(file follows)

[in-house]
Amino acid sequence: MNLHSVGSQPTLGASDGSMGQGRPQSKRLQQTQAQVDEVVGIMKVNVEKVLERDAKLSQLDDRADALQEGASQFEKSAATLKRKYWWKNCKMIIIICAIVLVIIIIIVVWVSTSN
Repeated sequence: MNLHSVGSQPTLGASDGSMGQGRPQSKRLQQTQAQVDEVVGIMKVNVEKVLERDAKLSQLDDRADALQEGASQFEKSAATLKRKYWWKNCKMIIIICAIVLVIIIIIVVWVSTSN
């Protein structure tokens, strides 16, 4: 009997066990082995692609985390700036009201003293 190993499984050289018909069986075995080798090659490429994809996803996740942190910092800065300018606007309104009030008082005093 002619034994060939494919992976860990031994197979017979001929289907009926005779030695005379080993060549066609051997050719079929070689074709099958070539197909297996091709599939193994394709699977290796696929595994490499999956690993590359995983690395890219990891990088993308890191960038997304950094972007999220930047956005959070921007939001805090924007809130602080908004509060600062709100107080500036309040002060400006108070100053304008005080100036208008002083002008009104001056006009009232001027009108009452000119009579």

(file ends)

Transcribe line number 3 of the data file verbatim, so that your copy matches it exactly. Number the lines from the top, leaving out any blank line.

Repeated sequence: MNLHSVGSQPTLGASDGSMGQGRPQSKRLQQTQAQVDEVVGIMKVNVEKVLERDAKLSQLDDRADALQEGASQFEKSAATLKRKYWWKNCKMIIIICAIVLVIIIIIVVWVSTSN